How to Be A Good Dungeon Master For D&D

Being a good dungeon master means your games go well, your players have fun, and everyone walks away feeling like they had an awesome time.  But that doesn’t necessarily come from just sitting down and starting to play D&D, you need to put in some work into understanding what great dungeon masters do that set them apart from everyone else who plays D&D.

The most important thing to do to be a good Dungeon Master is to think about your players, you want to run the type of game that you would want to be involved in, to give the best, most epic adventure your players have ever participated in.  But sometimes that also means being tough, putting your foot down, and staying on course.  

It doesn’t always come naturally, so here are our best tips and tricks on how to be a good dungeon master, and what to think about when you are planning out and running your game.

What To Do To Be a Good Dungeon Master:

  • Fun for Everyone – it’s important everyone at the table gets something they like in the game and has fun, a good DM will try to provide this.
  • Don’t be a rules lawyer – go with the rule of cool and don’t let rules get in the way of a good game.  This goes for dice too, fudge the dice if they are going to destroy the game, a total party wipeout due to bad dice rolls is no fun for anyone.
  • Describe well – you want to paint a picture in your player’s imagination – so get practising at how to describe locations and combat well (see our article on how to make your combat descriptions better for more tips).
  • Make up rules – if you don’t know a rule make it up – this is your game and as long as the rule makes sense it doesn’t matter.  Stopping to consult a rule book will break the flow of the game.  Worst case you tell the players this is the rule for now, but you reserve the right to change it at the start of the next game.
  • Kick out bad players – if you’ve got a player who makes others uncomfortable or is just being a jerk, then kick them out.  I make it pretty clear that it’s a 3 strike and you’re out policy, I give a player 2 warnings and then if they continue I ask them not to play with us anymore.
  • Prep well – a well-prepared game is a good game.  I’m a big fan of the Lazy Dungeon Master form of preparation – but that’s still a well-prepared game.  Very few dungeon masters can just go in and make things up on the spot and have a coherent, well-formed story.  See our article on how we make a Harry Potter themed dungeon for advice on how to put together a good campaign (note that this method can be used for any type of dungeon).
  • Keep to consequences – if you don’t keep to consequences your players won’t have a sense of reality, not everything in D&D needs to be good, if players do something wrong or unethical, they should feel consequences for their actions.  It will make the game better, and may even make them better people for it. 
  • Keep it comfortable – know your player’s boundaries, and don’t play things that make your players uncomfortable and push past what they find comfortable.  This is a conversation you should be having in a session zero, so you know what your players can deal with in a game, but be open to feedback throughout as well.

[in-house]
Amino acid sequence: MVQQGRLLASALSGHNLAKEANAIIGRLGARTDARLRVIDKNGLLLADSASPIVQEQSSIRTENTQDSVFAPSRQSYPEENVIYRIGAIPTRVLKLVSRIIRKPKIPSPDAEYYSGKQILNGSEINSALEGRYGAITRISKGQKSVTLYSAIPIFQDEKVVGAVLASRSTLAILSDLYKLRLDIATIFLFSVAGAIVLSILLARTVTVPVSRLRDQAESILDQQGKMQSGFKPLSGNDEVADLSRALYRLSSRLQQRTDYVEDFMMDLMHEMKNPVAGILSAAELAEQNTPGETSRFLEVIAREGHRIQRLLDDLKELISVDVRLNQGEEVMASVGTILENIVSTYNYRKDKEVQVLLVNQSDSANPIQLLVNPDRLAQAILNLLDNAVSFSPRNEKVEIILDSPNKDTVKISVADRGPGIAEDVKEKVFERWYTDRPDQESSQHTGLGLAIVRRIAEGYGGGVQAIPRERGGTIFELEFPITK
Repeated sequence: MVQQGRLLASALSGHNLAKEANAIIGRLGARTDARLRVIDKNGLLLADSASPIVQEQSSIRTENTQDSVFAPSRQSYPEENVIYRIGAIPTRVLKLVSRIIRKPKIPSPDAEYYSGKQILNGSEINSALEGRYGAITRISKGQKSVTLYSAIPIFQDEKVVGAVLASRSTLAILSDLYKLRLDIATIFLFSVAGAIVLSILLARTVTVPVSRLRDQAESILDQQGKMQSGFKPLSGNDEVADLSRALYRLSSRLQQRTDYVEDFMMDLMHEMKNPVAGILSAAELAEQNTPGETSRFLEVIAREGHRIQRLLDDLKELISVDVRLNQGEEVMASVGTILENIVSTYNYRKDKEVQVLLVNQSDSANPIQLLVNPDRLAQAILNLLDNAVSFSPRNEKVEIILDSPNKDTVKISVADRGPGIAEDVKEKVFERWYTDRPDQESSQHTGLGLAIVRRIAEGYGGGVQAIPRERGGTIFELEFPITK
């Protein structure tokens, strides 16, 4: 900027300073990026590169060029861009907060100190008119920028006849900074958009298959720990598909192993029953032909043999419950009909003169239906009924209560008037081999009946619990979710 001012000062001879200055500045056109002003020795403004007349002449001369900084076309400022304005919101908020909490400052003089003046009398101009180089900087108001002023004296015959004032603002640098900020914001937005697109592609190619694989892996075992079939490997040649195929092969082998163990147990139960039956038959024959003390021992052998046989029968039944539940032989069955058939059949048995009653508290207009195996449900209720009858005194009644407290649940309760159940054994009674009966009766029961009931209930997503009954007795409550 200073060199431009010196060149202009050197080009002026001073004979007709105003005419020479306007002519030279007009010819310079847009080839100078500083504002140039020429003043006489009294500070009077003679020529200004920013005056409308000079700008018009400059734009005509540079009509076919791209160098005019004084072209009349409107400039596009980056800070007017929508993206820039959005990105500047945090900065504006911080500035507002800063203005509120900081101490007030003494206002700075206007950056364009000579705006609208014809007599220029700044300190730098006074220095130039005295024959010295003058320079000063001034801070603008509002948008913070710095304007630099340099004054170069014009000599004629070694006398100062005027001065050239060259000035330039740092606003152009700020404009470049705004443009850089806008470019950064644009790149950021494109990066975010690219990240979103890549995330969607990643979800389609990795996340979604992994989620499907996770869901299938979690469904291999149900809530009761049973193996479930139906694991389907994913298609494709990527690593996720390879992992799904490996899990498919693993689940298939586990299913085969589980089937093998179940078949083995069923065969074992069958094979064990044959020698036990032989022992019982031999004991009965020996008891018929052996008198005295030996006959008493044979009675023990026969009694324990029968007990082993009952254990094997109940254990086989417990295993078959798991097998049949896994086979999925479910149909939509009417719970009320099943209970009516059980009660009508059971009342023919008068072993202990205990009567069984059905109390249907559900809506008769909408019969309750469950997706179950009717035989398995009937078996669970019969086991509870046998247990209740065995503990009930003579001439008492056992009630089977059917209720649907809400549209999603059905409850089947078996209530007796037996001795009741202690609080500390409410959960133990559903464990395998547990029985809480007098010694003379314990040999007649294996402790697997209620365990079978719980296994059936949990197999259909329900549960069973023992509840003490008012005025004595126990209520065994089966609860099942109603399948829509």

• Reward good roleplaying – you want your players to get into the game, it makes the experience more immersive for everyone.  So have some tokens for inspiration and be generous in giving it out when a player roleplays well.

What NOT To Do To Be a Good Dungeon Master

  • Don’t play against the players – while you do play as the monsters, the DM is not playing against the players, you are narrating an interactive story for them.  Even when you are playing as the enemy, don’t play like you are against the players.
  • Don’t back down – don’t let your players argue with you about a call that you’ve made in the game, you are the DM, you make the rules and decide what is happening.  And if they’re not happy that’s tough, you don’t always get what you want in real life and D&D is the same.
  • Don’t refer to the rulebook – it breaks the flow of the game, if you’re not sure then make up the rule, tell the players you might look it up later and change it if required, and carry on.
  • Don’t make up the adventure – to be a good DM you’ll need to think on your feet and change things as you go, but you should have an idea of what is happening in your world, what the storyline is, and how things would pan out if your players acted in different ways in that world.  You shouldn’t be going in blind and just winging it.
  • Don’t let a player misbehave – your players should be playing an adventure together, if one player is not cooperating then that is ruining your game.  Step in and tell them how to behave and make it clear you won’t put up with that in your game.  Same if they say they are being a jerk because that’s how their character would behave, tell them you’ll kill off that character and they can make a nicer character because that’s not the type of game you are running.


There are a lot of things to think about if you want to be a good dungeon master.  What the story is, how you describe things, what the players enjoy, how to make sure the players are all behaving themselves and having a good time, the list goes on and on.

The good news is you don’t need to learn it all at once, most great dungeon masters have taken years to hone their skills, and the fact that you care enough to want to be great already puts you a step above many others.



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